UNICEF Executive Board: UNICEF Strategic Plan 2014 - 2017
Statement by the Netherlands, Belgium, France, Ireland, Israel, Spain, Switzerland and United States
Mr. President, Mr. Executive Director,
I have the honor to deliver this statement on behalf of Belgium, France, Ireland, Israel, Spain, Switzerland, United States and my own country, the Netherlands.
We congratulate UNICEF with the vision and priorities expressed in the Strategic Plan 2014-2017. We consider it a solid basis for UNICEF to carry out its mandate, namely to contribute to the wellbeing of all children worldwide, especially the most disadvantaged.
The Strategic Plan covers the last two years of the MDGs and the first two years of the post-2015 development agenda. The Plan is up to both tasks – accelerating towards 2015 and looking beyond 2015 to meet the challenges and requirements of the next period.
Secretary-General Ban Ki-moon, in his important report “A life of dignity for all,” notes that it is possible to see the emerging outlines of a newsustainable development agenda. An agenda where the highest priority is ending poverty and reducing inequality. An agenda where “no person anywhere should be left behind.” The HLP report makes the same point.
UNICEF’s new Strategic Plan fits perfectly with this vision. In fact, under the leadership of Executive Director Tony Lake, UNICEF has been pushing for an equity focus for quite some time. We were very pleased with the strong references Mr. Lake made this morning about embedding equity in the post-2015 agenda. Instead of saying that UNICEF’s vision aligns well with the emerging thinking about the post-2015 development agenda, one could also say it the other way around – the equity approach is becoming the new norm.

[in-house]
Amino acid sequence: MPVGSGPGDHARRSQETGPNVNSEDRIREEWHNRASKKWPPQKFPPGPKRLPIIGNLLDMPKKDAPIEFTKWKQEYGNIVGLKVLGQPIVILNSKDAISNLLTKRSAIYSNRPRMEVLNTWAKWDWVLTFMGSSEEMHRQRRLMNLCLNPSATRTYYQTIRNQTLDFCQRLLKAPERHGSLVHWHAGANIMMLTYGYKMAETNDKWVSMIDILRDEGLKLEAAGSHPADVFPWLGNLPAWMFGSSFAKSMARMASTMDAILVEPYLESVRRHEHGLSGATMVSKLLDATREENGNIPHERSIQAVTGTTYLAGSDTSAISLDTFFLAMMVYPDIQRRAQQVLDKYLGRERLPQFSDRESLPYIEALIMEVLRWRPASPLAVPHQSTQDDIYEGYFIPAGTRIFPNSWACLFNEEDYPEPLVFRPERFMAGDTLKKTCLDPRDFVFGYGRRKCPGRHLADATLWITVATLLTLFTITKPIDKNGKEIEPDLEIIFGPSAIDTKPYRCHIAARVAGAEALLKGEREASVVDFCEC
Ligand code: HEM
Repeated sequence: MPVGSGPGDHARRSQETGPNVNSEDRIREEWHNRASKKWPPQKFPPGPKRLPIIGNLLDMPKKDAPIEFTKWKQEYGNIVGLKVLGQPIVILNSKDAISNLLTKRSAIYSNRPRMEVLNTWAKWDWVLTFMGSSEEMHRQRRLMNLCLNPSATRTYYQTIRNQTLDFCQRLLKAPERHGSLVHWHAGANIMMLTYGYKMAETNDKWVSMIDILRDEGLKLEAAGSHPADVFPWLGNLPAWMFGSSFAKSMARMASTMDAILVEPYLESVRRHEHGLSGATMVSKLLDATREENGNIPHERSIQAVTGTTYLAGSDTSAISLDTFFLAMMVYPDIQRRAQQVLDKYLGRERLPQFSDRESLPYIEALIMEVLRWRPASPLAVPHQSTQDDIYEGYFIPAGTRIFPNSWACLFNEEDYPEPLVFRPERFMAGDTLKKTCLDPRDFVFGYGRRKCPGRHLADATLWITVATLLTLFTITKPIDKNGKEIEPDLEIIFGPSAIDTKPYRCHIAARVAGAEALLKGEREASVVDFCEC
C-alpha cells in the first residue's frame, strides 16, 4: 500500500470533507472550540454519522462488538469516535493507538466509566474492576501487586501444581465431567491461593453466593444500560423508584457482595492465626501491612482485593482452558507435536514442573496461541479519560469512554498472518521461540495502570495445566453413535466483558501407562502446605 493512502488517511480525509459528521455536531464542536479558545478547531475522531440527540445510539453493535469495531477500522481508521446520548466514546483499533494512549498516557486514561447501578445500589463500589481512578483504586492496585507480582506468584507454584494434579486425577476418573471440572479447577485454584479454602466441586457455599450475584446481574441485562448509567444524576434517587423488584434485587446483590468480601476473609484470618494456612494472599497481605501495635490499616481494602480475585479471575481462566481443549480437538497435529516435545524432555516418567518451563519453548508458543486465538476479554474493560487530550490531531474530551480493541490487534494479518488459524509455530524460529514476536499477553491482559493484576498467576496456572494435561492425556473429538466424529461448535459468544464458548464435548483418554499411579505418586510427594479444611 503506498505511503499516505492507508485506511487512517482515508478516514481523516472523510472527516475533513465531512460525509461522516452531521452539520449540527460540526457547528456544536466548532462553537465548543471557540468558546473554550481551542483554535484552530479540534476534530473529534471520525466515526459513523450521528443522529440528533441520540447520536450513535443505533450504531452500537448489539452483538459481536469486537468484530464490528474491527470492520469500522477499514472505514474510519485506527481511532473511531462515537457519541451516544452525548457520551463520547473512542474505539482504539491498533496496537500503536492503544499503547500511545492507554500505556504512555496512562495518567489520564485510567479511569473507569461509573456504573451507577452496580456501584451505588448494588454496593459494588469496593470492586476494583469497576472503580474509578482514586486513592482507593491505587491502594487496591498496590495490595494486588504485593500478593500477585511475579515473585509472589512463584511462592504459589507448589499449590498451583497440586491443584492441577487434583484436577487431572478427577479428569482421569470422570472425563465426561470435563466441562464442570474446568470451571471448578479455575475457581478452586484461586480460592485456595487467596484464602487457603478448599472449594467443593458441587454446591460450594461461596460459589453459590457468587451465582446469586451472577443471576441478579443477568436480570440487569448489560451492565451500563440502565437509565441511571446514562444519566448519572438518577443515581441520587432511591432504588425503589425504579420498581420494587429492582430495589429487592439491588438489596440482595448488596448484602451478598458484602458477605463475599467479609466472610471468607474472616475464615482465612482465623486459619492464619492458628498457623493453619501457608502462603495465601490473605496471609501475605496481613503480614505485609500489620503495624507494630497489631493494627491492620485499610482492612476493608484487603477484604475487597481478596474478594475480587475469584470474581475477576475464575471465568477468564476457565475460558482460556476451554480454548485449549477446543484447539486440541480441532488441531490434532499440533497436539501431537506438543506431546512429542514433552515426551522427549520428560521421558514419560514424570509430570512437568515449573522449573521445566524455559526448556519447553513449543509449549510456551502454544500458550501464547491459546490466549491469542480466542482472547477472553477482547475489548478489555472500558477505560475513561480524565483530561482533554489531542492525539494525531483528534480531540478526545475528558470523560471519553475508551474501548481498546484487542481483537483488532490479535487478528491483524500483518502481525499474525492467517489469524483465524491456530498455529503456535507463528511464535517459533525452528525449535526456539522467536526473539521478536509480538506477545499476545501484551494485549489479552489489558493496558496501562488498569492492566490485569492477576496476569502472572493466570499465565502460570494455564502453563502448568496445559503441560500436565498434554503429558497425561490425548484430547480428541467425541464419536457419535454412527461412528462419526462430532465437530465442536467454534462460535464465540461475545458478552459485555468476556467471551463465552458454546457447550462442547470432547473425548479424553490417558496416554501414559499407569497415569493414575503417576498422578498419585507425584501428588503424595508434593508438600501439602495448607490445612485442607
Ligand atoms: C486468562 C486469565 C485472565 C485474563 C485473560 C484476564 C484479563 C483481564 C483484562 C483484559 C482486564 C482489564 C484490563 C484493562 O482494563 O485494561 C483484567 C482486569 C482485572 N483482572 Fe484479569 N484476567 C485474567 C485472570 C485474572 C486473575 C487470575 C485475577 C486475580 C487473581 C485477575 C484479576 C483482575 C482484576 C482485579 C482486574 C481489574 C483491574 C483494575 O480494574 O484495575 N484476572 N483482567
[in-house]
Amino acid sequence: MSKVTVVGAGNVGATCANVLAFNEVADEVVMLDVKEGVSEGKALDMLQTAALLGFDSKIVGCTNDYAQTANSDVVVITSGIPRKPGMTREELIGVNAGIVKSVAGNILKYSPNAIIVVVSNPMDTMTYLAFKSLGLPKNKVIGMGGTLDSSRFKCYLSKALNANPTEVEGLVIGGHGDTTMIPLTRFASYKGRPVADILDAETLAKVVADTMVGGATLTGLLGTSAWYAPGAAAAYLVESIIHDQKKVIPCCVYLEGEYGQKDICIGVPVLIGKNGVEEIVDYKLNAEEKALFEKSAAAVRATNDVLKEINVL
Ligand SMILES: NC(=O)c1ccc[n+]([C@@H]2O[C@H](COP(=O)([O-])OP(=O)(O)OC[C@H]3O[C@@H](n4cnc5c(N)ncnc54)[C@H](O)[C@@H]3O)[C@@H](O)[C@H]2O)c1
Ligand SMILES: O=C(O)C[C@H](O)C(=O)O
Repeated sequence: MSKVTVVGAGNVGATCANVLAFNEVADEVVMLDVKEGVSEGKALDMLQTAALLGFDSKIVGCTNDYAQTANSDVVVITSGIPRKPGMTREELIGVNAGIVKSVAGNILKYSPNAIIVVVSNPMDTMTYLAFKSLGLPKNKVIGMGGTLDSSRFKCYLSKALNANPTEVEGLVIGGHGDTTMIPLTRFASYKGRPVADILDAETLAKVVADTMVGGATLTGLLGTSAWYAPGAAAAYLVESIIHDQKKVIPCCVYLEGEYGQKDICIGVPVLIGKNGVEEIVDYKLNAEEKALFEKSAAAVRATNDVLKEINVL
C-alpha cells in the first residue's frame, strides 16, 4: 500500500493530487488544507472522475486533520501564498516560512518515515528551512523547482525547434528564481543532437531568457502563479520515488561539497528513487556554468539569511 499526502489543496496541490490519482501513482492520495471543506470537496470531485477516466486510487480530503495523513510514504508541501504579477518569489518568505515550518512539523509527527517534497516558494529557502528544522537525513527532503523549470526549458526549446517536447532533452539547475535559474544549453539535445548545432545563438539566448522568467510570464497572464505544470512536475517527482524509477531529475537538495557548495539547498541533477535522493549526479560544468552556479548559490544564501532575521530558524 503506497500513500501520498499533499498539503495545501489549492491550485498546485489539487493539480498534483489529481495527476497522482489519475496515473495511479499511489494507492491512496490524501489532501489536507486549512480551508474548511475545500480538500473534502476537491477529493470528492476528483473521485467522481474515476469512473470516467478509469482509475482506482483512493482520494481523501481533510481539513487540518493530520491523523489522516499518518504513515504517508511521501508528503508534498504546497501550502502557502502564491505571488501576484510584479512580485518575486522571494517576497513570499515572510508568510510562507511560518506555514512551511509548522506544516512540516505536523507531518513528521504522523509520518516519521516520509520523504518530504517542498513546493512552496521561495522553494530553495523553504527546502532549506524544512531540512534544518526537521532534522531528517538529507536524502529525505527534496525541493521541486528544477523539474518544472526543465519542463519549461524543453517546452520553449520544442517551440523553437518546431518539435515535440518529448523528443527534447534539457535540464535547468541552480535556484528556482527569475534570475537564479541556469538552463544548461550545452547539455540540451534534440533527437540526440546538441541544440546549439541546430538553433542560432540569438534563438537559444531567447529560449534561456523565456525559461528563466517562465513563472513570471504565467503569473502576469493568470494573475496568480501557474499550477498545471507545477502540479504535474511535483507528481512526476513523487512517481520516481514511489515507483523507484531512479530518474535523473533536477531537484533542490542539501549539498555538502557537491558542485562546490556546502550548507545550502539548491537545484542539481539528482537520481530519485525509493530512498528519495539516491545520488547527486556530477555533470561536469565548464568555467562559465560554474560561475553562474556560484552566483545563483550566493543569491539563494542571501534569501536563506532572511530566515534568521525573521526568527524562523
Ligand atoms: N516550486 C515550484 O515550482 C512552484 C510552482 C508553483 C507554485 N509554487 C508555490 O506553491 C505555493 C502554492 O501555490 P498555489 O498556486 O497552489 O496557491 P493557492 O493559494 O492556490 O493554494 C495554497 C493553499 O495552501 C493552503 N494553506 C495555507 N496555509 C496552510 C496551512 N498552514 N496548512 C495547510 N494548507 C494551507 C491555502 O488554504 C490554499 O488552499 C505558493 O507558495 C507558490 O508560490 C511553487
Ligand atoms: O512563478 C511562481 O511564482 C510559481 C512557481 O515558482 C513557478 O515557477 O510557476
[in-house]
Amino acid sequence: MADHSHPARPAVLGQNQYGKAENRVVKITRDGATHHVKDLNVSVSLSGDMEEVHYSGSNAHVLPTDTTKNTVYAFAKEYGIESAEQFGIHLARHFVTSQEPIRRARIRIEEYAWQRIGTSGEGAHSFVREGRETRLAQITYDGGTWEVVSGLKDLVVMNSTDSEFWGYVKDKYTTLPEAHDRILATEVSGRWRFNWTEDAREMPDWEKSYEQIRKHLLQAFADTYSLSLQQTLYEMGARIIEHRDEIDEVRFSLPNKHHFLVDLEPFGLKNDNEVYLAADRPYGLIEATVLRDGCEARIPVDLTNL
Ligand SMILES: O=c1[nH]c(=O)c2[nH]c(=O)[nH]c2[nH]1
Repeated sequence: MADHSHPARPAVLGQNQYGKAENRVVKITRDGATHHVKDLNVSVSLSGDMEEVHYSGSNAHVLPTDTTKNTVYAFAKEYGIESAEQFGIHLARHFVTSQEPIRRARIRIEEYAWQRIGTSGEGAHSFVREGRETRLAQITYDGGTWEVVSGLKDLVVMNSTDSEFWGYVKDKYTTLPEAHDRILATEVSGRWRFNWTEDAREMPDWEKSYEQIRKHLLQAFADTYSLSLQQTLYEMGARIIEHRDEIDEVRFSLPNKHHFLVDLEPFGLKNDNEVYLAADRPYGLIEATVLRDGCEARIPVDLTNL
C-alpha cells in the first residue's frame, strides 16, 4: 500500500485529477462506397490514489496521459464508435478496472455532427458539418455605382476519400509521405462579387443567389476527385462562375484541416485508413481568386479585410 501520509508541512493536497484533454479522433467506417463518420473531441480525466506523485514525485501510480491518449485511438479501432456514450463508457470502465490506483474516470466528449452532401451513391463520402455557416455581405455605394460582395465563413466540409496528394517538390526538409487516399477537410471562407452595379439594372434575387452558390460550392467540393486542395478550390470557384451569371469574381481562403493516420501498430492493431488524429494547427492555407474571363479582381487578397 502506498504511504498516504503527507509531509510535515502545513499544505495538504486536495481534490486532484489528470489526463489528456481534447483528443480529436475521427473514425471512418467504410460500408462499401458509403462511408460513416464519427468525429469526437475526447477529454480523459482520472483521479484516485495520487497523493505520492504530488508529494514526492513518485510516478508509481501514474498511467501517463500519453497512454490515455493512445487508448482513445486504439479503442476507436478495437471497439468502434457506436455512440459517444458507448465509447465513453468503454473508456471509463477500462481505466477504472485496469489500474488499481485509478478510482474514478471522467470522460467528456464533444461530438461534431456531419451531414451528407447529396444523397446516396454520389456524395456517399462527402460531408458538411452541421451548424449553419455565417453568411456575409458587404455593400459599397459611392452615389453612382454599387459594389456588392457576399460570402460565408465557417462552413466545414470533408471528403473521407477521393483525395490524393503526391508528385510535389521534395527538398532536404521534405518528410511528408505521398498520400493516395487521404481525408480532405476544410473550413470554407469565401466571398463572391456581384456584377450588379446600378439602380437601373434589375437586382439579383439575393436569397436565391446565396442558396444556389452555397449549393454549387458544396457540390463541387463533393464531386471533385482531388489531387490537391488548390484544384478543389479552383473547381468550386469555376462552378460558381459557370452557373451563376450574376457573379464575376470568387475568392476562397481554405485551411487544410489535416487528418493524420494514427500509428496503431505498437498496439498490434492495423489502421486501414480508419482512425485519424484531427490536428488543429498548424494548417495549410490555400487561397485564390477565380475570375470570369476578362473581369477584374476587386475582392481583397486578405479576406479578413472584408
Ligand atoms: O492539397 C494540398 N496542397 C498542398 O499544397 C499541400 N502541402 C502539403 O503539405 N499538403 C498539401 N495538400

Eradicating poverty in its various dimensions and ‘leaving no one behind’ means that the world must address the plight of the marginalized andvulnerable, children among them. There is no way around it. The MDG experience has taught us that using aggregate data based on averages tells us only part of the story, often leaving severe inequalities unexposed. We need disaggregation of data to better identify and address these inequalities and promote equal opportunities.
Turning to the contents of the Strategic Plan, I would like to highlight the eight points in particular.
First. We welcome the attention paid in the Strategic Plan to demographic transition. How the world deals with that transition is key. It will be one of the determining factors for the new development agenda. Today’s small children are the adolescents, parents and work force of tomorrow. It is essential for children and adolescents to develop their full potential, inter alia through access to health care and good quality education for boys and girls alike, including comprehensive sexual education, and measures that respect the reproductive rights of girls - delaying marriage and childbearing until after childhood.
Second. We also welcome the greater focus in the Strategic Plan on strengthening real-time monitoring systems of government and partners through MoRES, with particular focus on barriers and bottlenecks faced by the most disadvantaged children and families. We consider the use and strengthening of national data collection systems important for monitoring and progress reporting on the Strategic Plan. Of course, parallel data collection systems should be avoided as much as possible.